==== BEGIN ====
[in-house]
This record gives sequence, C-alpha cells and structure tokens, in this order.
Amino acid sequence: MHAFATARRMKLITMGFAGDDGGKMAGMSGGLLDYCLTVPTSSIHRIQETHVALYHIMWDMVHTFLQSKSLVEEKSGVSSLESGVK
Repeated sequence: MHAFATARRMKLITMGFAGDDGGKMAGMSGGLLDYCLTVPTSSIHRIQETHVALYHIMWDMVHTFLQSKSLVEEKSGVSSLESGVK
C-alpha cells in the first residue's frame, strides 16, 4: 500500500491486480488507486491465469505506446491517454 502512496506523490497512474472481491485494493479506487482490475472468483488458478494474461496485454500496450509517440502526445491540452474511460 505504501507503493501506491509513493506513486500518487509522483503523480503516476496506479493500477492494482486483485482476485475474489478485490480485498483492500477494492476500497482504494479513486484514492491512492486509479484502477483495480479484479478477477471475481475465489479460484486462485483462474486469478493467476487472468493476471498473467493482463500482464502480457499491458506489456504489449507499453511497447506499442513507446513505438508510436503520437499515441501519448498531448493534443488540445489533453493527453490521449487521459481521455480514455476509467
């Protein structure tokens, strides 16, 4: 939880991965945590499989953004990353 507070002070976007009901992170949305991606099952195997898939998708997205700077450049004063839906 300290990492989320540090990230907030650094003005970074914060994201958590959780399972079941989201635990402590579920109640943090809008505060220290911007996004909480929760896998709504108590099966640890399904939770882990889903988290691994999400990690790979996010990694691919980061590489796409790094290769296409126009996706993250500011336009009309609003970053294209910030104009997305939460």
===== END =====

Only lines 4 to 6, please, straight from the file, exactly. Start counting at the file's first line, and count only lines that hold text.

Repeated sequence: MHAFATARRMKLITMGFAGDDGGKMAGMSGGLLDYCLTVPTSSIHRIQETHVALYHIMWDMVHTFLQSKSLVEEKSGVSSLESGVK
C-alpha cells in the first residue's frame, strides 16, 4: 500500500491486480488507486491465469505506446491517454 502512496506523490497512474472481491485494493479506487482490475472468483488458478494474461496485454500496450509517440502526445491540452474511460 505504501507503493501506491509513493506513486500518487509522483503523480503516476496506479493500477492494482486483485482476485475474489478485490480485498483492500477494492476500497482504494479513486484514492491512492486509479484502477483495480479484479478477477471475481475465489479460484486462485483462474486469478493467476487472468493476471498473467493482463500482464502480457499491458506489456504489449507499453511497447506499442513507446513505438508510436503520437499515441501519448498531448493534443488540445489533453493527453490521449487521459481521455480514455476509467
């Protein structure tokens, strides 16, 4: 939880991965945590499989953004990353 507070002070976007009901992170949305991606099952195997898939998708997205700077450049004063839906 300290990492989320540090990230907030650094003005970074914060994201958590959780399972079941989201635990402590579920109640943090809008505060220290911007996004909480929760896998709504108590099966640890399904939770882990889903988290691994999400990690790979996010990694691919980061590489796409790094290769296409126009996706993250500011336009009309609003970053294209910030104009997305939460």